11:43 GMT21 October 2020
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    Britain and EU After Brexit (118)

    The High Court in London is hearing a legal challenge over who has the power to push the button to begin talks over Britain leaving the European Union because of the murky confusion of English law over the powers given to the prime minister and parliament.

    The British voted to leave the EU at a referendum on June 23. However, a legal battle has begun over just how that is to be achieved. Under EU rules, Britain must fire the starting gun for negotiations by invoking Article 50 of the Treaty of Lisbon.

    The problems is: nobody quite knows what is meant by "Britain."

    Prime Minister Theresa May says she has the right — under what is called the "Royal Prerogative" — to order Article 50 to be invoked. However, a legal challenge has been brought, saying she must first put it to parliament for elected lawmakers to make the decision.

    So what is the Royal Prerogative? It dates back centuries to when England was ruled by kings and queens who had total power over their people and there was no parliament as we know it today. As time went by, more powers were devolved to parliament and Queen Elizabeth II today holds a largely formal, non-executive position.

    Queen Elizabeth II welcomes Theresa May, left, at the start of an audience in Buckingham Palace, London, where she invited the former Home Secretary to become Prime Minister and form a new government, Wednesday July 13, 2016
    © AP Photo / Dominic Lipinski
    Queen Elizabeth II welcomes Theresa May, left, at the start of an audience in Buckingham Palace, London, where she invited the former Home Secretary to become Prime Minister and form a new government, Wednesday July 13, 2016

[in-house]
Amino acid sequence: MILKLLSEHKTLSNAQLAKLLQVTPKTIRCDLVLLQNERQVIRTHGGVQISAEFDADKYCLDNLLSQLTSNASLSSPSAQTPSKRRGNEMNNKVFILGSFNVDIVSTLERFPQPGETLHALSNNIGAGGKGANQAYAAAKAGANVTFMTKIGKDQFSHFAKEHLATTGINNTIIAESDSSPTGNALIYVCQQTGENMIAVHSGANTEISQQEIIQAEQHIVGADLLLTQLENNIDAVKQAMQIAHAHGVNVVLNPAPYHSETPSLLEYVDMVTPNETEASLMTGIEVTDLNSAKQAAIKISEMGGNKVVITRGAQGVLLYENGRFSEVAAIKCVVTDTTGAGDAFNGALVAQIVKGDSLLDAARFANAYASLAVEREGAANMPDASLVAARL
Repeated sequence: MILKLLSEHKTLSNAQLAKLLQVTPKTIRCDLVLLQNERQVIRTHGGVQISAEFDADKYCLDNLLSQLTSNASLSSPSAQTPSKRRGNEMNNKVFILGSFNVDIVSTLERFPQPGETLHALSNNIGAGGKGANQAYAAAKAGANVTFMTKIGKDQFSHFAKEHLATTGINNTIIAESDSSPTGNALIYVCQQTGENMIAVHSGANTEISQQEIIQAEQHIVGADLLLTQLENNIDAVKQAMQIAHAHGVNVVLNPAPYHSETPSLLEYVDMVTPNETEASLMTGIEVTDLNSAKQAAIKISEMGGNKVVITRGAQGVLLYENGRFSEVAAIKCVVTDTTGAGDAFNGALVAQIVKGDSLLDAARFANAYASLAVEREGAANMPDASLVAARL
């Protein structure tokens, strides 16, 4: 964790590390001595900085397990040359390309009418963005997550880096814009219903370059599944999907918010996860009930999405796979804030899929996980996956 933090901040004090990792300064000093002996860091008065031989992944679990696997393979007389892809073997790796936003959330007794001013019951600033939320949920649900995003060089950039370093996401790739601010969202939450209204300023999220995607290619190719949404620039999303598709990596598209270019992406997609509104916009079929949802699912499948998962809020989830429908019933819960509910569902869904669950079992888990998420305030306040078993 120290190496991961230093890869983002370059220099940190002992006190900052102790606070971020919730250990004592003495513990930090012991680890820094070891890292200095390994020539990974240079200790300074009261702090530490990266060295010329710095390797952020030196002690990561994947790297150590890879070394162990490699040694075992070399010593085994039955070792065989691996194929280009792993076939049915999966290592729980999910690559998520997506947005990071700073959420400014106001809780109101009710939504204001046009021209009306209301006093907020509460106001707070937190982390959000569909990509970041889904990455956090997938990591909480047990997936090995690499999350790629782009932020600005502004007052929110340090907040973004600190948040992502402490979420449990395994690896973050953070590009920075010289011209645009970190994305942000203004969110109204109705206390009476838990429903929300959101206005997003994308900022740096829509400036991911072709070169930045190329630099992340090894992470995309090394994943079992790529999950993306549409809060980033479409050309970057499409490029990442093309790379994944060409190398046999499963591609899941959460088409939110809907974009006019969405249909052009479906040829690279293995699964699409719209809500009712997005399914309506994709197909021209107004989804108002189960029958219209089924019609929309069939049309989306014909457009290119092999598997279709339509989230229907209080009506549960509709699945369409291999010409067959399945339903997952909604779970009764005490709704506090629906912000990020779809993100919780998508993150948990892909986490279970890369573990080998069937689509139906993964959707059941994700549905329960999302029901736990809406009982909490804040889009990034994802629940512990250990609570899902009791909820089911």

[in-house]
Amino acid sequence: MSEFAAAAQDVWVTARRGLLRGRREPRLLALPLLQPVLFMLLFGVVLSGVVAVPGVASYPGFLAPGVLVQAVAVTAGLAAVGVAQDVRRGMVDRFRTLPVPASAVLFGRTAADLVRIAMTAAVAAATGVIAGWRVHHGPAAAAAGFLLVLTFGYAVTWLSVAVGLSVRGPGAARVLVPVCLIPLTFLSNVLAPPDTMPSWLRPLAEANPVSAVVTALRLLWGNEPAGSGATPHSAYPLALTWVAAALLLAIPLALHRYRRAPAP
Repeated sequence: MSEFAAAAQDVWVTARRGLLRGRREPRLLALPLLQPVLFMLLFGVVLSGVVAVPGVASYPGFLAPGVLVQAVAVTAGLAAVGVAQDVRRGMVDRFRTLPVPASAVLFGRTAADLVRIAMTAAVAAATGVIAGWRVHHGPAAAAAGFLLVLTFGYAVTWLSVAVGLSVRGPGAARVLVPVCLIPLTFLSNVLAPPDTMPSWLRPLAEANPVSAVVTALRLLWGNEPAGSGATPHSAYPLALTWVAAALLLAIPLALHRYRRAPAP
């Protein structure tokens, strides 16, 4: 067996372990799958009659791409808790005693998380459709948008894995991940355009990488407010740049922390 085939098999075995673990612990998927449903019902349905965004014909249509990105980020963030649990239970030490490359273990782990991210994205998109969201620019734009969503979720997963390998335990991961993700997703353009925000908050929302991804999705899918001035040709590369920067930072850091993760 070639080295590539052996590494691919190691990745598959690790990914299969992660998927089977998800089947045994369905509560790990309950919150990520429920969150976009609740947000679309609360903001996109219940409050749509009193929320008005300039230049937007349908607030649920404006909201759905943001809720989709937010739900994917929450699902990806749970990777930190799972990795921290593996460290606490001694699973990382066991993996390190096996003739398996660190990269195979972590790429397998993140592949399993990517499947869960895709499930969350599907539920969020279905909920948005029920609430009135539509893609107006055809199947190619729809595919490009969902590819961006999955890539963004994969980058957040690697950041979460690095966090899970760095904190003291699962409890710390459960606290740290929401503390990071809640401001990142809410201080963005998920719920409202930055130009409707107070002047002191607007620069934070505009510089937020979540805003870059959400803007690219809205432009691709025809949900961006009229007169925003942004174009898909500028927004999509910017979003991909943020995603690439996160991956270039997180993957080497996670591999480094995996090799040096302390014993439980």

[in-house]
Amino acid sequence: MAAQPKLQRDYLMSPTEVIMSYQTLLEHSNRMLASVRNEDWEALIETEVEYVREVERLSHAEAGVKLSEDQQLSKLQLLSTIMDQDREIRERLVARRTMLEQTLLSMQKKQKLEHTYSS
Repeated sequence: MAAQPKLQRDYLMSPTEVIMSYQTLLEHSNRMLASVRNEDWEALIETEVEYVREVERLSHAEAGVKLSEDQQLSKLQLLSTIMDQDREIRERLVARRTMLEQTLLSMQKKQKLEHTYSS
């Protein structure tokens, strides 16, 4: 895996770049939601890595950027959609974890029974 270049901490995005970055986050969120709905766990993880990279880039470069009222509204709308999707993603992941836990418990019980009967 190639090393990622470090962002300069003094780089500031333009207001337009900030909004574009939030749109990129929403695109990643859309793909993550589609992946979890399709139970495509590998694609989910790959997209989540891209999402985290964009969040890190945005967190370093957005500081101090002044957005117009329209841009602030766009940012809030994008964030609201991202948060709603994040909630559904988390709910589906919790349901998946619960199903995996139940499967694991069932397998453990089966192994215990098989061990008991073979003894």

She is, however, the Sovereign and technically calls on the leader of the largest party in parliament to form a government — her government. But, in emergencies and certain other conditions, the Queen could invoke the Royal Privilege and overrule parliament. In practice, this is actually devolved to her prime minister.

    Anybody's Guess

    However, as parliament freely admits: "The scope of the Royal prerogative power is notoriously difficult to determine. It is clear that the existence and extent of the power is a matter of common law, making the courts the final arbiter of whether or not a particular type of prerogative power exists.

    "The difficulty is that there are many prerogative powers for which there is no recent judicial authority and even no judicial authority at all.

    "In such circumstances, the Government, Parliament and the wider public are left relying on statements of previous Government practice and legal textbooks, the most comprehensive of which is now nearly 200 years old."

    Theresa May says she has the power to sue the royal prerogative, because the referendum gives her that right. The people have spoken and that's that.

    However, a legal challenge has been brought by businesswoman Gina Miller and British citizen Deir Dos Santos (among others). They claim that the outcome of the referendum itself is not legally binding and for the prime minister to invoke Article 50 without the approval of parliament is unlawful.

    ​Kasra Nouroozi, a partner in law firm Mishcon de Reya, which is representing the claimants said:

    "We must ensure that the Government follows the correct process to have legal certainty and protect the UK Constitution and the sovereignty of Parliament in these unprecedented circumstances. The result of the referendum is not in doubt, but we need a process that follows UK law to enact it."

    Article 50 states: "Any Member State may decide to withdraw from the Union in accordance with its own constitutional requirements". Exactly what those "constitutional requirements" are is anyone's guess.

    The High Court is due to hear arguments October 13 and 14, with judgement expected in several weeks' time. After that, if there is an appeal by either side — and there will be — the case will go to the Supreme Court, which will further delay the matter.

    Britain and EU After Brexit (118)


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    legal hurdles, Article 50, UK royal family, Brexit, monarchy, legal case, UK Parliament, Queen Elizabeth II, Theresa May, Great Britain, Europe, United Kingdom
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